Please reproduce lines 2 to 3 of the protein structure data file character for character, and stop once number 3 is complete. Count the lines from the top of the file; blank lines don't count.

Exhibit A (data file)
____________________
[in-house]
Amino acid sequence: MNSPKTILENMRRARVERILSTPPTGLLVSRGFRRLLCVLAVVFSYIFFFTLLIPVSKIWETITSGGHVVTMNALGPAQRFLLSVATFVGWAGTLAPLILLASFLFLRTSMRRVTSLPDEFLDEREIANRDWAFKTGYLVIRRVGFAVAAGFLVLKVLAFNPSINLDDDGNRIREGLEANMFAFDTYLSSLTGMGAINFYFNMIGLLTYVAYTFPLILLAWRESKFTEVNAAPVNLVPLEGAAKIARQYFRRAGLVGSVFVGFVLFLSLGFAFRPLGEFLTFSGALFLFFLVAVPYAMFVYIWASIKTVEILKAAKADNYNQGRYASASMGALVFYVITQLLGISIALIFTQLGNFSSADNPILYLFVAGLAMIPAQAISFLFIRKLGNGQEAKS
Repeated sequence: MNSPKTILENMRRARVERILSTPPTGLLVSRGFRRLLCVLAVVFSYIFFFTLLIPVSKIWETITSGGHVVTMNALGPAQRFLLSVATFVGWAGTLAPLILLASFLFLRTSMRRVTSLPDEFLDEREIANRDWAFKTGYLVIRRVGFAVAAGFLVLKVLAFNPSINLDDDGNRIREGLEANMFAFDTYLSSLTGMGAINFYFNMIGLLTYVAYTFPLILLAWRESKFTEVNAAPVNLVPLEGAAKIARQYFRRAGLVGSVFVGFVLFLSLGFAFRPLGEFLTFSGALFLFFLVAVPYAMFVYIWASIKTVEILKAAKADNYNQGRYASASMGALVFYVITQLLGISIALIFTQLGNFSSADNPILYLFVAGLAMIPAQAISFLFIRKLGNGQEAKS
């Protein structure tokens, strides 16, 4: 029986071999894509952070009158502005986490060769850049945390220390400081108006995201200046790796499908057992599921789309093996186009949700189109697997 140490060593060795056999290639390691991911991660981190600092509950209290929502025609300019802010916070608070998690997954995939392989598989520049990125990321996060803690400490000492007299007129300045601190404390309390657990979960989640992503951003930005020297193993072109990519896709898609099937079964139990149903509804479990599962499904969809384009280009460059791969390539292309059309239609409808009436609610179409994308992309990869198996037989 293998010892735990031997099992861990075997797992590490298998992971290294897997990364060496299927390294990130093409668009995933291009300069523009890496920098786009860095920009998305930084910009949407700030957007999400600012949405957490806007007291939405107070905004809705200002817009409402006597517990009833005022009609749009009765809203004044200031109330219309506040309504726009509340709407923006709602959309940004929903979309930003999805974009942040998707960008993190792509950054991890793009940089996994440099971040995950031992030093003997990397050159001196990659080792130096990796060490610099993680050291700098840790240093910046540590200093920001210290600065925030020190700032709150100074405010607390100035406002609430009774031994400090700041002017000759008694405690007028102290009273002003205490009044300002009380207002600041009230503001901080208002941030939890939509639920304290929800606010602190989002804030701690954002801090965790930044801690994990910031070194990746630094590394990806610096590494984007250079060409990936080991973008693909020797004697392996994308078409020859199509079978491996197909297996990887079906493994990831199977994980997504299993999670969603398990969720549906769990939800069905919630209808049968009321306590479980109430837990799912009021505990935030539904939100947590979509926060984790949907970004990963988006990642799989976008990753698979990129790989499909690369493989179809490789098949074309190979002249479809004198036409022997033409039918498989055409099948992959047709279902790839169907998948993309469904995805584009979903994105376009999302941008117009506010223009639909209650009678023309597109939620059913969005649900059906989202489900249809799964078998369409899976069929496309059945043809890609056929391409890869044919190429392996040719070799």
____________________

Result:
Amino acid sequence: MNSPKTILENMRRARVERILSTPPTGLLVSRGFRRLLCVLAVVFSYIFFFTLLIPVSKIWETITSGGHVVTMNALGPAQRFLLSVATFVGWAGTLAPLILLASFLFLRTSMRRVTSLPDEFLDEREIANRDWAFKTGYLVIRRVGFAVAAGFLVLKVLAFNPSINLDDDGNRIREGLEANMFAFDTYLSSLTGMGAINFYFNMIGLLTYVAYTFPLILLAWRESKFTEVNAAPVNLVPLEGAAKIARQYFRRAGLVGSVFVGFVLFLSLGFAFRPLGEFLTFSGALFLFFLVAVPYAMFVYIWASIKTVEILKAAKADNYNQGRYASASMGALVFYVITQLLGISIALIFTQLGNFSSADNPILYLFVAGLAMIPAQAISFLFIRKLGNGQEAKS
Repeated sequence: MNSPKTILENMRRARVERILSTPPTGLLVSRGFRRLLCVLAVVFSYIFFFTLLIPVSKIWETITSGGHVVTMNALGPAQRFLLSVATFVGWAGTLAPLILLASFLFLRTSMRRVTSLPDEFLDEREIANRDWAFKTGYLVIRRVGFAVAAGFLVLKVLAFNPSINLDDDGNRIREGLEANMFAFDTYLSSLTGMGAINFYFNMIGLLTYVAYTFPLILLAWRESKFTEVNAAPVNLVPLEGAAKIARQYFRRAGLVGSVFVGFVLFLSLGFAFRPLGEFLTFSGALFLFFLVAVPYAMFVYIWASIKTVEILKAAKADNYNQGRYASASMGALVFYVITQLLGISIALIFTQLGNFSSADNPILYLFVAGLAMIPAQAISFLFIRKLGNGQEAKS